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IoT/Embedded Security //


06:41 PM
Simon Marshall
Simon Marshall
Simon Marshall

Programmed to Kill: The Risk of Hacked Robots Is Real

When will the news break of the first hacked robot taking a human life? It could be sooner than you think.

It’s only a matter of time before robots could be an aggressive force against humans unless security vulnerabilities in retail and commercial robots are patched. The findings come from a release of data by robotic security expert IOActive, which says that the proliferation of robots multiplied by a growing number of exploits could mean bodily injury, death, the loss of intellectual property and illegal monitoring of members of the public.

Robots operating in isolation is one thing, but so-called "cobots" working in tandem with humans hold the gravest threat. And, this is not scaremongering, it could be happening now. The US Department of Labor keeps track of robotic injuries to the workforce, containing 38 pages of deaths and severe injuries to date -- caused by robotic malfunction, not hacking.

But a growing number of hackers are expected to take advantage of insecure software systems to manipulate robot programming and turn legions of automatons to the dark side. Cesar Cerrudo, CTO at IOActive, said, "When you think of robots as computers with arms, legs or wheels, they become kinetic IoT devices that, if hacked, can pose new serious threats we have never encountered before."

How does it happen? Click here to see a UBTech Alpha 2 robot hacked to demonstrate how injury can be caused. Click here to see SoftBank’s NAO and Pepper repurposed for espionage.

So where does responsibility lie for injury, loss of IP and privacy, to name a few? Right now, it’s up to the ecosystem chain to define and own the legal liability for their individual piece. This breaks down across connectivity, hardware and software, but ultimately it’s difficult for robot manufacturers to remain watertight in terms of the end device.

It’s best practice, according to Jim Shulkin, vice president of marketing at IOActive, to assume a "Def Con One" stance that any connected device is either under attack or is a target. That seems very cumbersome but it's a testimony to the potential damage that could be caused and how risk averse everyone needs to be.

A weapon against such evolving threats is machine learning, to either predict or learn patterns through training data that keep hackers at bay before the hurt. However, this embryonic area has some immediate challenges before it goes into the wild.

"Programming a machine to learn is one thing, (but) teaching a machine to think like a skilled human attacker -- which is who is ultimately behind a cybersecurity breach -- is a difficult, if not impossible proposition," Shulkin told Security Now. "So, (machine learning) likely will have an evolving place in predictive/proactive security, but won't be a replacement for the human adversarial mindset anytime soon."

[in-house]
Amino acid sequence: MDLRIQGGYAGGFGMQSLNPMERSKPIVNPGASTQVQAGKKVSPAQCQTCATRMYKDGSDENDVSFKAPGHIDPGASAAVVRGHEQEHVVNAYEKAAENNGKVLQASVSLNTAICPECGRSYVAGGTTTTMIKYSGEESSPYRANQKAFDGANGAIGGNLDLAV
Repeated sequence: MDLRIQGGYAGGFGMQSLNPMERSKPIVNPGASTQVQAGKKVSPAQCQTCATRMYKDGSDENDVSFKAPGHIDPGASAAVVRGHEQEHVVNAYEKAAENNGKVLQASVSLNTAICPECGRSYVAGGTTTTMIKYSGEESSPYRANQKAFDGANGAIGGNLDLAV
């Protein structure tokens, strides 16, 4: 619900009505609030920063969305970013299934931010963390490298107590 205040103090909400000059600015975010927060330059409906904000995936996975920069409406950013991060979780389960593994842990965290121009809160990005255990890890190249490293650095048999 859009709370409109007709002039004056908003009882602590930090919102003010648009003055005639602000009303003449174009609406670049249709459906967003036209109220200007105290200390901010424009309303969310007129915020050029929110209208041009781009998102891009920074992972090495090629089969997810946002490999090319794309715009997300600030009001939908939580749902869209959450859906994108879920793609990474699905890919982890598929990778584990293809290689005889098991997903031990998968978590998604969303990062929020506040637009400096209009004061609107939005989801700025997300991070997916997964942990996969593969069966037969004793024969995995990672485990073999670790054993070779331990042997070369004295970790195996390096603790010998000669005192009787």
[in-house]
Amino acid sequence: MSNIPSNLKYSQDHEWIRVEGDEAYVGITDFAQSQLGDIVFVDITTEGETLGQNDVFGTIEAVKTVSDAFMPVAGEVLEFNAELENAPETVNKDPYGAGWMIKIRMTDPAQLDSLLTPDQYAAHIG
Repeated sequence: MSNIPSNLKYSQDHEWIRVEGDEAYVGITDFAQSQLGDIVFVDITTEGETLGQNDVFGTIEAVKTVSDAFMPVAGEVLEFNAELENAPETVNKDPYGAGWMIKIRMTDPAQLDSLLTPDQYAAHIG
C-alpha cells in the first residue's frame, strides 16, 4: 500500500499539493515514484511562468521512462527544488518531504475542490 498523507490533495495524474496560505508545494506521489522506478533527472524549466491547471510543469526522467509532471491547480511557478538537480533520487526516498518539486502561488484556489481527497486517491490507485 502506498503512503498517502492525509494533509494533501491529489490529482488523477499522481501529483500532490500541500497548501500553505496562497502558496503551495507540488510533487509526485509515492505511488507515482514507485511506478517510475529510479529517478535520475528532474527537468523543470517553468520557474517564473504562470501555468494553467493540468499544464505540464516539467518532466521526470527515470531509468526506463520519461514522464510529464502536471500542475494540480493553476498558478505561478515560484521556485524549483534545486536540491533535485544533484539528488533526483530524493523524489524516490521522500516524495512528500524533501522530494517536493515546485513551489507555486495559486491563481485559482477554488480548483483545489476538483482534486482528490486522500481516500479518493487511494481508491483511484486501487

Conversely, there are limitations to the human brain. "(Manufacturers and developers) can’t be expected to have the technical expertise to determine the cybersecurity posture of the products," said Shulkin, meaning that vulnerabilities evolve once the robot has securely left the box.

These vulnerabilities will surely multiply as investors power the startup market. The Financial Times estimates that venture capital investments in robotics reached $587 million in 2015, nearly quadrupling to $1.95 billion in 2016. According to Angel List, there are currently 871 startup companies in the sector, attracting funding from 2,459 investors. Overall global spend will increase, according to IDC, to reach $188 billion by 2020.

John Santagate, research manager, supply chain at IDC Manufacturing Insights said, "This growth is really fueled by a combination of technology improvements, expanded use cases and acceptance in the market. Innovators in the field of robotics are delivering robots that can be used to perform a broader range of tasks, which is helping to drive the adoption of robotics into a wider base of industries."

IOActive identified weaknesses in mainstream robot manufacturing companies, including units developed by SoftBank, UBTECH Robotics, ROBOTIS, Universal Robots, Rethink Robotics and Asratec Corp. Some of 50 identified cybersecurity exploits fall within the following categories:

  • Insecure communicationsAuthentication issues
  • Missing authorization
  • Weak cryptography
  • Privacy issues
  • Weak default configuration
  • Vulnerable open robot frameworks and libraries

IOActive confirmed that to date, no malfunctions have yet been identified as hacker activity.

Related posts:

Simon Marshall has worked within and around the telecom and IT industries for 21 years. Simon cut his teeth as editor-at-large at totaltelecom.com in the late Nineties, drove strategic communication and product marketing plans for Qualcomm, Neustar and Redknee during the Noughties, and lives today as a technical consultant, active tech news junky and content underwriter at Security Now.

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